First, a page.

Pipelines carrying CO2 are essential to accelerating the deployment of carbon capture and carbon removal projects, as they connect facilities to storage sites. Some CO2 pipeline projects have stumbled recently and existing proposals are opposed by a smattering of groups — including some who have called for a moratorium on new CO2 pipelines until PHMSA has finalized its rule.
The changes to 45Q have helped to make the economics of developing a carbon capture project more attractive. The number of permit applications submitted to EPA for a Class VI well — used to inject CO2 into deep rock formations — has ballooned over the last year.
Amid a drive to construct more pipelines to transport CO2 and hydrogen, critics and supporters said it’s important for senior political leadership to be in place as regulations get developed.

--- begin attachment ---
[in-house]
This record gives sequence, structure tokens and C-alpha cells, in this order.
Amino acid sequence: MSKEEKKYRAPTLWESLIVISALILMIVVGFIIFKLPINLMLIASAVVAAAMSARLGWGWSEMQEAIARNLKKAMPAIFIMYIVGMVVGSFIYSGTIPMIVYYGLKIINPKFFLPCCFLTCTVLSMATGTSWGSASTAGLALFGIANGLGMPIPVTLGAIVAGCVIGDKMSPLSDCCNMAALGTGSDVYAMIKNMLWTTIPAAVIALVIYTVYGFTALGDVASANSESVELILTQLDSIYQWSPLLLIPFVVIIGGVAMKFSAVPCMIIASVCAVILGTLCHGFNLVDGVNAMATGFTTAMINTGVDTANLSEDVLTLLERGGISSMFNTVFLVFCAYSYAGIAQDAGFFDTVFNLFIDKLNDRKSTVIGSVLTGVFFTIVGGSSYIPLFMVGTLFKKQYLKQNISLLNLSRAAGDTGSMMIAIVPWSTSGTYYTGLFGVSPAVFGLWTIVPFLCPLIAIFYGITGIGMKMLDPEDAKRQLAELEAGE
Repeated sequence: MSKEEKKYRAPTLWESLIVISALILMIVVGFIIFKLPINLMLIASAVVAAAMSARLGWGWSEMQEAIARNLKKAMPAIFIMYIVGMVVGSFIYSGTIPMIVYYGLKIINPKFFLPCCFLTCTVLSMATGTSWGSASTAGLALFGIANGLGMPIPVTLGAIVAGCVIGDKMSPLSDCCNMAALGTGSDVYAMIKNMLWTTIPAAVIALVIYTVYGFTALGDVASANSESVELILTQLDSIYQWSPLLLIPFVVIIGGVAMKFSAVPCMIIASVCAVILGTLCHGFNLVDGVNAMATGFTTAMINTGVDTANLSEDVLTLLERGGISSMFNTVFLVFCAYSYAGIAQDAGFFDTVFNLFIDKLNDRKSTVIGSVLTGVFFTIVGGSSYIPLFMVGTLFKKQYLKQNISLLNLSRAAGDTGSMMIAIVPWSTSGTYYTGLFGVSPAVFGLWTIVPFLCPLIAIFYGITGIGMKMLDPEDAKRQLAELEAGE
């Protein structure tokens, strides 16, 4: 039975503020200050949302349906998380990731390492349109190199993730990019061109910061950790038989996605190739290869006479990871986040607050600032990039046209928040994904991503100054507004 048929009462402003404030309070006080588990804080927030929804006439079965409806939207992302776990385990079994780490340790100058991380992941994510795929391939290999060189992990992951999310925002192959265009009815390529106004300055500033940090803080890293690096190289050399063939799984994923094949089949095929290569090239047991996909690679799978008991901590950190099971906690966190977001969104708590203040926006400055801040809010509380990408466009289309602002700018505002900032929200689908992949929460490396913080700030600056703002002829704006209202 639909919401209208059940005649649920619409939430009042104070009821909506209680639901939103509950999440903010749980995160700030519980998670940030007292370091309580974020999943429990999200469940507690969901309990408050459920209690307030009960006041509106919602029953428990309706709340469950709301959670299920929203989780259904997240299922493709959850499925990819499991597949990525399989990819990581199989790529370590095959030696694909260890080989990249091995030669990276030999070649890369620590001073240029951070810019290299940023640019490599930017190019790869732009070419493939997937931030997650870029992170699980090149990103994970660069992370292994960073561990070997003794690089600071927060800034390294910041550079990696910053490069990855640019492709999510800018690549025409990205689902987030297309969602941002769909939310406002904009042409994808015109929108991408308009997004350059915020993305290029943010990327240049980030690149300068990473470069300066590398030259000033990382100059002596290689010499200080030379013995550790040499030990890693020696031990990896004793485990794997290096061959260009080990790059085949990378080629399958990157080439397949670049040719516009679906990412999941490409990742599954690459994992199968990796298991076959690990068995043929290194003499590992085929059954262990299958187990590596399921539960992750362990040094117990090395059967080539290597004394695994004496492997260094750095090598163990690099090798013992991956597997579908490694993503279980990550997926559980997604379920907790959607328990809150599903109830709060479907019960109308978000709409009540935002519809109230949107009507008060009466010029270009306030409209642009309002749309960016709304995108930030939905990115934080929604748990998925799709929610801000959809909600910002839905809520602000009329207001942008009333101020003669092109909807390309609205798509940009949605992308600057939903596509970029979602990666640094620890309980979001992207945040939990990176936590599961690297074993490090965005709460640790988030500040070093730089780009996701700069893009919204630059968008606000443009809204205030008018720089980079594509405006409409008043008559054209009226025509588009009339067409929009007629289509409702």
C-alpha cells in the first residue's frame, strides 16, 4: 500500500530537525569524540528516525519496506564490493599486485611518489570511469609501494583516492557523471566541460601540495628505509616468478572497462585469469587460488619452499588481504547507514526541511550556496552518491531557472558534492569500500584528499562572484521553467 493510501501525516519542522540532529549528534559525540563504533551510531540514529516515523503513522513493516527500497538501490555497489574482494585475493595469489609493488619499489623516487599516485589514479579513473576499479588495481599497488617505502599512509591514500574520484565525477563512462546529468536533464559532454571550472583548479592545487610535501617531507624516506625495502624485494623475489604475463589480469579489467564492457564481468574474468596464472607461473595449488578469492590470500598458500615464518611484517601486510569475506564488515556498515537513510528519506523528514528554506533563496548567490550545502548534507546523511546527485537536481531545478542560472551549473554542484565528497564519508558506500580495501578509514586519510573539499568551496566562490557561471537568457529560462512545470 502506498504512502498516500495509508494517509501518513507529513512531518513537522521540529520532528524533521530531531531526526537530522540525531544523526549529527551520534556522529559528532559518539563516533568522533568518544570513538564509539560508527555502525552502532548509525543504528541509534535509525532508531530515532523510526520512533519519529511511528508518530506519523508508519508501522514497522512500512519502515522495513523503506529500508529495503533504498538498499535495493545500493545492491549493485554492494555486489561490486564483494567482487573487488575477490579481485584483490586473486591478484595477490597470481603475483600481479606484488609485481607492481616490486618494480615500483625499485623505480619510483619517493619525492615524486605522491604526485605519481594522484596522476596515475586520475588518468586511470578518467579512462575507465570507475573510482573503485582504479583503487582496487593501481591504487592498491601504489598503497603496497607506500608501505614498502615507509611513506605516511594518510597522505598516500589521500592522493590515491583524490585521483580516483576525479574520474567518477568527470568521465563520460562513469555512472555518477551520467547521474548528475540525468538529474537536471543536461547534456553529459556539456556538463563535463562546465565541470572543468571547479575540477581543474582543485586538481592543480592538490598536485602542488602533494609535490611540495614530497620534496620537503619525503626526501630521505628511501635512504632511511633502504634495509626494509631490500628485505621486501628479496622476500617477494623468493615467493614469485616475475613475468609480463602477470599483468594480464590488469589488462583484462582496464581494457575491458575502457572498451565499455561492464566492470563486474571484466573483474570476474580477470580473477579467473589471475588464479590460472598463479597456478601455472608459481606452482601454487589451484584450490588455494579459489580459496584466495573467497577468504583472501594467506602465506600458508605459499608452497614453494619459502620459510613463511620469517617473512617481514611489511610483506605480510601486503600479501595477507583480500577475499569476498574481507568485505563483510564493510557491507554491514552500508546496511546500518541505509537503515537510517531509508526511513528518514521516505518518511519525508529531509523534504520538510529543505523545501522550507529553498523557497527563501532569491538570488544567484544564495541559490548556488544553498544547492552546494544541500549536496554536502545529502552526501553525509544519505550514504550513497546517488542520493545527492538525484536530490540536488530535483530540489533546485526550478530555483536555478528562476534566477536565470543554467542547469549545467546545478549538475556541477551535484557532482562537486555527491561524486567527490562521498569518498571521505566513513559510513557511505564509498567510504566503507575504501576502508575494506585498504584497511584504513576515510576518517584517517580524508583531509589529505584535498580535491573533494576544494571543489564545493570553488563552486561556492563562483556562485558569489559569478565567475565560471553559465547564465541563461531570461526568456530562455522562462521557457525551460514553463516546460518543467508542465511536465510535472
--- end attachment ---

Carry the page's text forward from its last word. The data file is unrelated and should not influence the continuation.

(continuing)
Jeremy Harrell, chief strategy officer at ClearPath, a conservative clean energy group, disagreed with calls for a freeze on new CO2 pipelines. He also said some components of the federal government aren’t syncing up with others.
While the Department of Energy is investing billions in carbon management and hydrogen, he said, EPA has faced criticism for how long it takes to process Class VI permits or delegate that authority to states.
A failure to nominate someone to be PHMSA administrator risks being an instance of one component of the federal government not moving as efficiently or quickly as needed to support broader Biden administration policies, according to Harrell.
“I think we can say from the last two and a half years that this administration has a little bit of a tortured position on pipelines as a whole,” he said.
Pearce, the former PHMSA official in the Trump administration, it could become less likely for a PHMSA nominee to be announced as the 2024 presidential election approaches.